Wearing Our Politics on our Sleeves
I was amused in July to crack open a special section of the New York Times called “Education Life” and discover, amongst the earnest articles, a collection of off-beat snapshots showcasing collegiate couture. There, near the back, was Reed’s unique sartorial statement: students without shoes and socks, their feet as naked as on the day they were born.
The trend that the Times fashion mavens had discovered, apparently, was that Reed students like to go around barefoot all year long, a habit they share, for some unfathomable reason, with their cohorts at Occidental College in Los Angeles.
In response to a call from a diligent fact-checker, I confirmed, in my capacity as official college spokesperson, that students do indeed walk around campus barefoot, even in the endless drizzle. Yes, it does get pretty cold here in winter and no, this is not a general thing that people do out in Oregon, at least, not the people I run into at chamber music concerts and business breakfasts.
One Reed student who was interviewed about her pedestrian predilection explained that it wasn’t a political statement about clothes (or shoes) per se, nor was it a flip-off of “the Man.” It was just nice to pad about with nothing on her feet sometimes.
Also included in the magazine was a collection of fashion statements in which Reed was not included, but surely should have been: “T-shirt worthy” slogans that capture the ironic, rebellious spirit of a college and its students. So, for instance, Smith women are emblazoned with the motto “A Century of Women on Top”; at Swarthmore they boast that “Anywhere else it would have been an A . . . really”; Biola students proudly proclaim their football team “undefeated since 1908” (Biola doesn’t play football).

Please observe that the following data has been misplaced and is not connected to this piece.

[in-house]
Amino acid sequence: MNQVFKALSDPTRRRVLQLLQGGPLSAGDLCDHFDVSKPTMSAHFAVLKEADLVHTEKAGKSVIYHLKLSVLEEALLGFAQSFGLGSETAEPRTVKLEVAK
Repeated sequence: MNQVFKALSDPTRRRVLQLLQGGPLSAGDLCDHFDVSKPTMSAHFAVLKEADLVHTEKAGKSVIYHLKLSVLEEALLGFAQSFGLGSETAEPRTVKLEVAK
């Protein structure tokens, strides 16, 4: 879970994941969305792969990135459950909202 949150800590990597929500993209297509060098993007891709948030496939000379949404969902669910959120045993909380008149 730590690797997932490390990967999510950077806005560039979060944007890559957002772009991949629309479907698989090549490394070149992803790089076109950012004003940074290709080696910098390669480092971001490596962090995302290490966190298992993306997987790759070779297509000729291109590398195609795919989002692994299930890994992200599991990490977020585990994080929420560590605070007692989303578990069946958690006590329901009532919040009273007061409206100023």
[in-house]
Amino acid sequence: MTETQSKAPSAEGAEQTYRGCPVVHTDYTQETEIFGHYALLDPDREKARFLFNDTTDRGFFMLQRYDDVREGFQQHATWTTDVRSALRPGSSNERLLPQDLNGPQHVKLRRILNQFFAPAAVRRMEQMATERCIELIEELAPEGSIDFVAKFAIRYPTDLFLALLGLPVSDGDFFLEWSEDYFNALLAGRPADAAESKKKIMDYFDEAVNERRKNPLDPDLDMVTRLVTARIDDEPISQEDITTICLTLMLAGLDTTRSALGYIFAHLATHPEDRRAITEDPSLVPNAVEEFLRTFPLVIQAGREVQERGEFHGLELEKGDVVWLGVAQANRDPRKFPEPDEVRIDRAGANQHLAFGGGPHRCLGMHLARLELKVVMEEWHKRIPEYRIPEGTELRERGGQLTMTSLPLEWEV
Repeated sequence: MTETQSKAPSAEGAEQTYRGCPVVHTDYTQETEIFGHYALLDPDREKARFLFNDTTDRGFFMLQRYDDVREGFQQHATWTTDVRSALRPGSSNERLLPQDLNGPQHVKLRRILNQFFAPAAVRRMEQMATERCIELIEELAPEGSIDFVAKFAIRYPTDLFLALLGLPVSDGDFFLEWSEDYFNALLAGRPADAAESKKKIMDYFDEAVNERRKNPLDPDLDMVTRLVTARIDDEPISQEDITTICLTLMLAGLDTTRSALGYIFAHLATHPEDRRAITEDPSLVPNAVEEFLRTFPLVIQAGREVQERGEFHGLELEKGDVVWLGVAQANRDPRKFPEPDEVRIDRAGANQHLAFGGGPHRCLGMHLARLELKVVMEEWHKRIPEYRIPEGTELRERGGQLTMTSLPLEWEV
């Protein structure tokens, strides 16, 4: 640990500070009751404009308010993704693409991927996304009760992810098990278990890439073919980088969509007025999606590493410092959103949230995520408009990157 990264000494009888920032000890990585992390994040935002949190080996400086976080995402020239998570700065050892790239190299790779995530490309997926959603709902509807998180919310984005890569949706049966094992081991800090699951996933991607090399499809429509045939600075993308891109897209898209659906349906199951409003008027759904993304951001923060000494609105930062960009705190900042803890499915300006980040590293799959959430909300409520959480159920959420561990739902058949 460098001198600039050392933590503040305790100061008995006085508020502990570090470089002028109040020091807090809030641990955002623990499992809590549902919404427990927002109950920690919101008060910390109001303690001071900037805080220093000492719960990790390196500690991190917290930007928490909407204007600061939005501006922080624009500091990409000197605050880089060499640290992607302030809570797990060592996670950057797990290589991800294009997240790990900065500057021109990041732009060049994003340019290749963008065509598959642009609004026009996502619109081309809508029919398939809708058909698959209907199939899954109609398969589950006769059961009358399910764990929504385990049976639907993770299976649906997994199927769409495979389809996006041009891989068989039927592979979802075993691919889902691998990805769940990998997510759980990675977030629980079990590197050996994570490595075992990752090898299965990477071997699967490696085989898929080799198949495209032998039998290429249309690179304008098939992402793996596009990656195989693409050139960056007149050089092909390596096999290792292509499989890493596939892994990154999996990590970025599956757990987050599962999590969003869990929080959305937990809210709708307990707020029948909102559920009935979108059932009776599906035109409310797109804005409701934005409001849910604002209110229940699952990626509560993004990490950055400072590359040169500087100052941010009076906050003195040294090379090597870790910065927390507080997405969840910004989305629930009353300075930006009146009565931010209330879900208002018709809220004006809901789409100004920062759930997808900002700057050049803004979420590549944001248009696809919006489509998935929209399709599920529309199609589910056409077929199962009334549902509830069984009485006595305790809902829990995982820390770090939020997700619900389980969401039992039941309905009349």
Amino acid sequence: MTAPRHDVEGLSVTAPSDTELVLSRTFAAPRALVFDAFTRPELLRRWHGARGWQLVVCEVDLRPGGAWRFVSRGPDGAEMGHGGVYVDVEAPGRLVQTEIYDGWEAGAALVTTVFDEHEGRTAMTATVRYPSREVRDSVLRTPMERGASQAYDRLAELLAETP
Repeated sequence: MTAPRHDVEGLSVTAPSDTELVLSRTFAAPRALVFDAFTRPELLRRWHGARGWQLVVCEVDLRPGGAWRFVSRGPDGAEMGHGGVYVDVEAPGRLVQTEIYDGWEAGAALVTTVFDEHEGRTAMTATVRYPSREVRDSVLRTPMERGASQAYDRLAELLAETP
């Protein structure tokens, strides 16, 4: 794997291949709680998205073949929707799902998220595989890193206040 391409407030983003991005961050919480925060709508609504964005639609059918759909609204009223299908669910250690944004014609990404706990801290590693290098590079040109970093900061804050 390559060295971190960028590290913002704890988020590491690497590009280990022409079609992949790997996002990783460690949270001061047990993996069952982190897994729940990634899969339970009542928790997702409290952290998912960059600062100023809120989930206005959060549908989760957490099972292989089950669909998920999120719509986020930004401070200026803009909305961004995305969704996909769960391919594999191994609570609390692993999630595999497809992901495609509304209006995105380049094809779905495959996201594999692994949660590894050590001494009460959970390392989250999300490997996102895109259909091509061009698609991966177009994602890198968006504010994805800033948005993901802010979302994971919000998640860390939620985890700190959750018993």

Of course, just as excellent in every way is the T-shirt that parades proudly wherever Reedies gather (and which animates the compelling article by John Sheehy ’82 about William Trufant Foster’s radical legacy). This unofficial seal of pseudo-subversion is composed of a collegiate coat of arms enclosing a griffin, with “Communism, Atheism, Free Love” running around its perimeter. Intemperate, decidedly tongue-in-cheek, it is a self-proclaiming anti-brand, inviting the raised eyebrow and the cold stare. It has been a flip-off to the Man for at least seven decades. And though its wearers have rarely ever been Marxists, atheists, or libertines, it proclaims their right—in the face of Red scares and McCarthyism and truthiness—to be all those things, should they so choose. It begs questions such as: Who should own the means of production? Can there be a rational basis for belief in God? Are monogamy and marriage the means by which the state regulates sexuality and power?
Challenging received wisdom and questioning sacred orthodoxies . . . it’s what Paul D’Amato ’80 did as he trained his camera on a Mexican barrio in Chicago, pushing beyond the boundaries of traditional documentary photography. And it’s what Reed professors and students of American Studies have been doing for 40 years, as they peel back layers of American ideology to reveal the sometimes seamy substrata below.
Weighty themes to wear on a college T-shirt, perhaps, with or without our shoes on.